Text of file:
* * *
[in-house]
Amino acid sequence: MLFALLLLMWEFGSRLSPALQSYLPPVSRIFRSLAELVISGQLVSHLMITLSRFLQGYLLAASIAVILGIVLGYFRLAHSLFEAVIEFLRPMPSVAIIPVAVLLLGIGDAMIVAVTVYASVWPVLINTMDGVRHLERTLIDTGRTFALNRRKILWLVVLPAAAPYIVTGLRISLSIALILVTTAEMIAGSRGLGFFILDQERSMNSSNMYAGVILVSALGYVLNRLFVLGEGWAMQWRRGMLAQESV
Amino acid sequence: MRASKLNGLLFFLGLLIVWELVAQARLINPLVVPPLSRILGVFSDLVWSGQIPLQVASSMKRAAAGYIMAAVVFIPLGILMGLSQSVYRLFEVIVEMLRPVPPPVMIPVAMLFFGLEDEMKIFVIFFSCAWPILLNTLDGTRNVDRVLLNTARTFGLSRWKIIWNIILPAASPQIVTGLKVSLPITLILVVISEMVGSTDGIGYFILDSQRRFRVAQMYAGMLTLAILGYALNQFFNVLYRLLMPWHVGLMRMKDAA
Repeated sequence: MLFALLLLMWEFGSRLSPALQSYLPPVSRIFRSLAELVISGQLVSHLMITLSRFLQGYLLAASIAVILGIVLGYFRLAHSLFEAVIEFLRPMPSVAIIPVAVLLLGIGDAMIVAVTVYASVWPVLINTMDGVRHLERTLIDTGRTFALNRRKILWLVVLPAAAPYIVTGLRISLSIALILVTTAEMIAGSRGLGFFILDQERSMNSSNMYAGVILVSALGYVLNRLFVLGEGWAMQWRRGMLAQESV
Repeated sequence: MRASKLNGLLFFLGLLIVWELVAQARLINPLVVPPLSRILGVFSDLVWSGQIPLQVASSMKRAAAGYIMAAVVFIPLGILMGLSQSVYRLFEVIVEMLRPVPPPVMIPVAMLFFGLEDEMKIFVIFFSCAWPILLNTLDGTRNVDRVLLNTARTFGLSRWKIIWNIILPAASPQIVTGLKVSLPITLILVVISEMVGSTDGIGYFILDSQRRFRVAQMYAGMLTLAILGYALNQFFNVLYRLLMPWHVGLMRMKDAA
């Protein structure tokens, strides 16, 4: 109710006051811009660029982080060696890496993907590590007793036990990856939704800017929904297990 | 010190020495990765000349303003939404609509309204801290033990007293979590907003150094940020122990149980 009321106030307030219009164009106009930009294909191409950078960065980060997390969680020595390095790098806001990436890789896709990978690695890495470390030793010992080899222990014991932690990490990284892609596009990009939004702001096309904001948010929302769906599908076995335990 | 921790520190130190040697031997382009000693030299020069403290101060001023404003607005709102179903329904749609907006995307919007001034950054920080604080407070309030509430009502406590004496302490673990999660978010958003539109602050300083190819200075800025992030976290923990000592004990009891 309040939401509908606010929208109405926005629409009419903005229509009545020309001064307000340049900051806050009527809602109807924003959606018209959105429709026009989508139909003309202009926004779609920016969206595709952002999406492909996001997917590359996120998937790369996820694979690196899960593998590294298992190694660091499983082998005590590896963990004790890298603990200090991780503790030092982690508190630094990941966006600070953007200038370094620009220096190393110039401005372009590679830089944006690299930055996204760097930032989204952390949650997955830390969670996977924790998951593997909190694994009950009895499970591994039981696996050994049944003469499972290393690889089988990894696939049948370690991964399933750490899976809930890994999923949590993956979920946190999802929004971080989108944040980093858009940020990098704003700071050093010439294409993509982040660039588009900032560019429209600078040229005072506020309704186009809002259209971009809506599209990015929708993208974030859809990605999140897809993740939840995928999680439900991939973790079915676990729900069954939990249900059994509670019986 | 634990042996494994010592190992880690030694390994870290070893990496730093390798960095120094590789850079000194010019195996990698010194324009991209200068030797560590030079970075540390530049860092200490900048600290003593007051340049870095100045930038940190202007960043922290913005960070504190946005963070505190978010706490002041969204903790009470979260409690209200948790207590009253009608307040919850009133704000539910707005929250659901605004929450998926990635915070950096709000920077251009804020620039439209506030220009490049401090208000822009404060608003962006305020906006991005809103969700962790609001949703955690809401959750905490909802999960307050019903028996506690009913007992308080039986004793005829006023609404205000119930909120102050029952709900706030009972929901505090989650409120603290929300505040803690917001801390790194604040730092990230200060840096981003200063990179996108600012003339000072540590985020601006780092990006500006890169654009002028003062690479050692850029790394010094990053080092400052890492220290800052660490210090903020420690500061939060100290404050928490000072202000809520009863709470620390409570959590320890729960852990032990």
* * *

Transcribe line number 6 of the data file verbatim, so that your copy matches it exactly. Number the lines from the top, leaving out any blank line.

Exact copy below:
């Protein structure tokens, strides 16, 4: 109710006051811009660029982080060696890496993907590590007793036990990856939704800017929904297990 | 010190020495990765000349303003939404609509309204801290033990007293979590907003150094940020122990149980 009321106030307030219009164009106009930009294909191409950078960065980060997390969680020595390095790098806001990436890789896709990978690695890495470390030793010992080899222990014991932690990490990284892609596009990009939004702001096309904001948010929302769906599908076995335990 | 921790520190130190040697031997382009000693030299020069403290101060001023404003607005709102179903329904749609907006995307919007001034950054920080604080407070309030509430009502406590004496302490673990999660978010958003539109602050300083190819200075800025992030976290923990000592004990009891 309040939401509908606010929208109405926005629409009419903005229509009545020309001064307000340049900051806050009527809602109807924003959606018209959105429709026009989508139909003309202009926004779609920016969206595709952002999406492909996001997917590359996120998937790369996820694979690196899960593998590294298992190694660091499983082998005590590896963990004790890298603990200090991780503790030092982690508190630094990941966006600070953007200038370094620009220096190393110039401005372009590679830089944006690299930055996204760097930032989204952390949650997955830390969670996977924790998951593997909190694994009950009895499970591994039981696996050994049944003469499972290393690889089988990894696939049948370690991964399933750490899976809930890994999923949590993956979920946190999802929004971080989108944040980093858009940020990098704003700071050093010439294409993509982040660039588009900032560019429209600078040229005072506020309704186009809002259209971009809506599209990015929708993208974030859809990605999140897809993740939840995928999680439900991939973790079915676990729900069954939990249900059994509670019986 | 634990042996494994010592190992880690030694390994870290070893990496730093390798960095120094590789850079000194010019195996990698010194324009991209200068030797560590030079970075540390530049860092200490900048600290003593007051340049870095100045930038940190202007960043922290913005960070504190946005963070505190978010706490002041969204903790009470979260409690209200948790207590009253009608307040919850009133704000539910707005929250659901605004929450998926990635915070950096709000920077251009804020620039439209506030220009490049401090208000822009404060608003962006305020906006991005809103969700962790609001949703955690809401959750905490909802999960307050019903028996506690009913007992308080039986004793005829006023609404205000119930909120102050029952709900706030009972929901505090989650409120603290929300505040803690917001801390790194604040730092990230200060840096981003200063990179996108600012003339000072540590985020601006780092990006500006890169654009002028003062690479050692850029790394010094990053080092400052890492220290800052660490210090903020420690500061939060100290404050928490000072202000809520009863709470620390409570959590320890729960852990032990």